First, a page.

TOKYO — January 16, 2018 — Kansai University and Teijin Frontier Co. Ltd., the Teijin Group’s fiber-product converting company, announced today that Professor Yoshiro Tajitsu of Kansai University’s Faculty of Engineering Science and Teijin Frontier have developed e-stitch, a series of fashionable piezoelectric wearable sensors with stitch designs that measure body motions such as extension, contraction, bending and twisting. Soft, flexible e-stitch sensors are largely unrestricted in terms of fabric types and embroidery patterns, allowing them to be produced in highly fashionable designs.
The new series is based on piezoelectric kumihimo wearable sensors that Kansai University and Teijin Ltd. announced in January 2017. For demonstration purposes, those sensors were incorporated in Japanese-style braided cords, known as kumihimo. The technologies embodied in soft, flexible e-stitch sensors represent a break from preconceived ideas about wearable sensors because they offer new levels of sensing convenience and fashion.
Kansai University and Teijin Frontier will exhibit their e-stitch sensors and examples of their application at The 4th Wearable Expo (booth No. W15-5, West Hall), the world’s largest exhibition of wearable devices and products, which will take place at Tokyo Big Site from January 17 to 19. The booth will showcase samples of e-stitch sensors featuring traditional designs that have been incorporated in ladies’ modern denim wear made by Japanese designer Homay, the producer of Kyoto Denim clothing. Samples of e-stitch sensors incorporated in pet wear and athletic-shoe insoles also will be displayed.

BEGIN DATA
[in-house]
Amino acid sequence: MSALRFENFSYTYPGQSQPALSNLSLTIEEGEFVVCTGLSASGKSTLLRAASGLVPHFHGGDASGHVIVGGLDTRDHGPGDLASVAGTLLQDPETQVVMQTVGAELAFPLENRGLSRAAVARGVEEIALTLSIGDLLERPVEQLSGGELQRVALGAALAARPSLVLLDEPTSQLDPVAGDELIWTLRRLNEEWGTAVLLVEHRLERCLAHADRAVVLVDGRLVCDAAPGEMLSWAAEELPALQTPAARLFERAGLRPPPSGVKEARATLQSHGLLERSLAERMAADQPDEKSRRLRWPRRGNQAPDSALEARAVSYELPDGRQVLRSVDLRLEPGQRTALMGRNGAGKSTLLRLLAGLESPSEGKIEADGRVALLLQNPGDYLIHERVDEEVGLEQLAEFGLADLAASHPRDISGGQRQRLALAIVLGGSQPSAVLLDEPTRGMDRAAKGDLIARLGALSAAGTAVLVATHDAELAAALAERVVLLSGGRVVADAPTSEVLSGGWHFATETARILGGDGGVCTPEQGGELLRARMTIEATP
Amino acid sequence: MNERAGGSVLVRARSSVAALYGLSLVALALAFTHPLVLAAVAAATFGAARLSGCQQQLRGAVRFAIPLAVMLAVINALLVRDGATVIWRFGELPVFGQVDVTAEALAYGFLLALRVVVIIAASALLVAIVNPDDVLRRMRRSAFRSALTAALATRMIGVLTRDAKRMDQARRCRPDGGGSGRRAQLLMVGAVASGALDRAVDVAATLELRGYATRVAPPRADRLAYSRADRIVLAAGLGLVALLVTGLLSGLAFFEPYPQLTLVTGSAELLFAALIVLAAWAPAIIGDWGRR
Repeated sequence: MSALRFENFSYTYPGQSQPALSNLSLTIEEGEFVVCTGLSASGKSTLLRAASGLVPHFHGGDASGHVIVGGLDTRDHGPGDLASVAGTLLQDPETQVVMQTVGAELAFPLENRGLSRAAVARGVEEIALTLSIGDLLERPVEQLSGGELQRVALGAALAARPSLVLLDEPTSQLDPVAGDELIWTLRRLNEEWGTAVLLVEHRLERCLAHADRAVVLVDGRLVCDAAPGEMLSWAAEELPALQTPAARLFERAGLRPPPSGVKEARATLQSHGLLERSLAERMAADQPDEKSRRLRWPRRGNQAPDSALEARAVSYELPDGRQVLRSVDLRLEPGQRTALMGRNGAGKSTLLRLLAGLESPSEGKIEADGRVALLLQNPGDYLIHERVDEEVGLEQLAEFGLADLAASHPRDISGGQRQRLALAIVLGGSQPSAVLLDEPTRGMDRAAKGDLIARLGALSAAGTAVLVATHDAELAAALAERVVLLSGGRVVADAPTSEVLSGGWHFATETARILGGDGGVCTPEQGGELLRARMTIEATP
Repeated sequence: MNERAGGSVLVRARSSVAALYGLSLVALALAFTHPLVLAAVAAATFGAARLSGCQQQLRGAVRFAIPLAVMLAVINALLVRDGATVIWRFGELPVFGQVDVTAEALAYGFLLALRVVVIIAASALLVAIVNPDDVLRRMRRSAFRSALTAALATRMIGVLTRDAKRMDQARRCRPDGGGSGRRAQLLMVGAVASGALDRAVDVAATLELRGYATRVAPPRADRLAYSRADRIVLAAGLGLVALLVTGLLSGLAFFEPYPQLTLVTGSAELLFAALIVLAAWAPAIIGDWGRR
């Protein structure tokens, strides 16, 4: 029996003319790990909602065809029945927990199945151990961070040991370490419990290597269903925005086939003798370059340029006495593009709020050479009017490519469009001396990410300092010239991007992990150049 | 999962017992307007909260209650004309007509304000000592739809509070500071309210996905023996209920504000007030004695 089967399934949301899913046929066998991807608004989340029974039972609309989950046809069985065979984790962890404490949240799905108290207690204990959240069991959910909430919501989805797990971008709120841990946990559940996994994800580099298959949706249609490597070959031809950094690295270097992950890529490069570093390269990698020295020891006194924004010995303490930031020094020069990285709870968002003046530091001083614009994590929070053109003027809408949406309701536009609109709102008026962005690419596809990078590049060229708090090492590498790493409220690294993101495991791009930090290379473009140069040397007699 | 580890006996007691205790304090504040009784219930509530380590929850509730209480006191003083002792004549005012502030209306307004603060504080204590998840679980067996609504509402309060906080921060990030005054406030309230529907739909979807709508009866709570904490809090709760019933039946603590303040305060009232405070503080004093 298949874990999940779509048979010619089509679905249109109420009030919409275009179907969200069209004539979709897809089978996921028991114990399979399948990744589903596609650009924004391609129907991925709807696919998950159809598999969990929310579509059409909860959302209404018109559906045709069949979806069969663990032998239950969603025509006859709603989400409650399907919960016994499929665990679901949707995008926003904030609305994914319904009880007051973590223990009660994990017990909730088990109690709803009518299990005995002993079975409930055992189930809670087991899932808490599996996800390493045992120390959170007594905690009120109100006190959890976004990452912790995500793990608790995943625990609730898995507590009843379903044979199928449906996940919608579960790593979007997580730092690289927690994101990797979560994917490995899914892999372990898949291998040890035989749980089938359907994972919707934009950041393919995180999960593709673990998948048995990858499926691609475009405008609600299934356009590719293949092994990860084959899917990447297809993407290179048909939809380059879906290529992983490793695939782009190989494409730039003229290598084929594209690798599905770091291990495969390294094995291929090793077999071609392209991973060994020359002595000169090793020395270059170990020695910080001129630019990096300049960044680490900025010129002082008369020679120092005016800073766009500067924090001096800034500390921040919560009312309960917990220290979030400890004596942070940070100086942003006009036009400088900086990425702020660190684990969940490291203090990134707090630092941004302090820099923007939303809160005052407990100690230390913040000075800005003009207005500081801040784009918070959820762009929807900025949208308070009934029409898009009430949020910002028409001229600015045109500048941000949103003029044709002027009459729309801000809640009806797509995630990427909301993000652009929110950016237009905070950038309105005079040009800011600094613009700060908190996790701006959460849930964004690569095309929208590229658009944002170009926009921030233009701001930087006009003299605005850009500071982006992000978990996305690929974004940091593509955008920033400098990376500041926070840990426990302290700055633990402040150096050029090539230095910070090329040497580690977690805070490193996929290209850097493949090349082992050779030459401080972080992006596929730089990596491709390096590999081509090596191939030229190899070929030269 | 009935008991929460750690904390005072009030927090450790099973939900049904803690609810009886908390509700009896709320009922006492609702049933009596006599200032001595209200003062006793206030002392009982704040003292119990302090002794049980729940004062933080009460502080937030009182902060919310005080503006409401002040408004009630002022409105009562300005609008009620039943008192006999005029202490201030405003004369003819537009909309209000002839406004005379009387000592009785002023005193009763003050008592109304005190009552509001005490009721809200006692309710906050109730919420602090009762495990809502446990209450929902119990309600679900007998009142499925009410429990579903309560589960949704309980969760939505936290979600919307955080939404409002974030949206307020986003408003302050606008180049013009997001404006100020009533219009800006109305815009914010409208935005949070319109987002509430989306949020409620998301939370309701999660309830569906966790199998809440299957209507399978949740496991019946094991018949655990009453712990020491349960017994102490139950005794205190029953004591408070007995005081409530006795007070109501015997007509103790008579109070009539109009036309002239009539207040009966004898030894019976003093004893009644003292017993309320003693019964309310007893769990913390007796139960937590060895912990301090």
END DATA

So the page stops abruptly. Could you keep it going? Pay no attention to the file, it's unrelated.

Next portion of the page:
Going forward, Kansai University and the Teijin Group will continue to explore the potential of polylactic-acid (PLA). Through industry-academia collaborations, they aim to create highly added-value sensing technologies for augmented-reality applications in the Internet of Things.
Piezoelectricity is the generation of electric charges by certain dielectric materials in response to mechanical stress. Piezoelectricity also can be used to apply electric voltage to produce mechanical strain in materials. Both effects can be measured, enabling piezoelectric materials to be used for both sensors and actuators.
Kansai University and Teijin have been jointly developing eco-conscious PLA piezoelectric materials for a number of years. They introduced a flexible piezoelectric film by alternately laminating poly-L-lactide (PLLA) and the optical isomer poly-D-lactide (PDLA) in 2012, PLA fiber- and carbon-fiber-based piezoelectric fabrics in 2015, piezoelectric roll for load-dependent voltage generation and attenuation in 2016, and piezoelectric kumihimo wearable sensors that detect body motions such as elongation and contraction, bending and extension, and twisting in 2017.
Posted January 16, 2018
Source: Teijin Group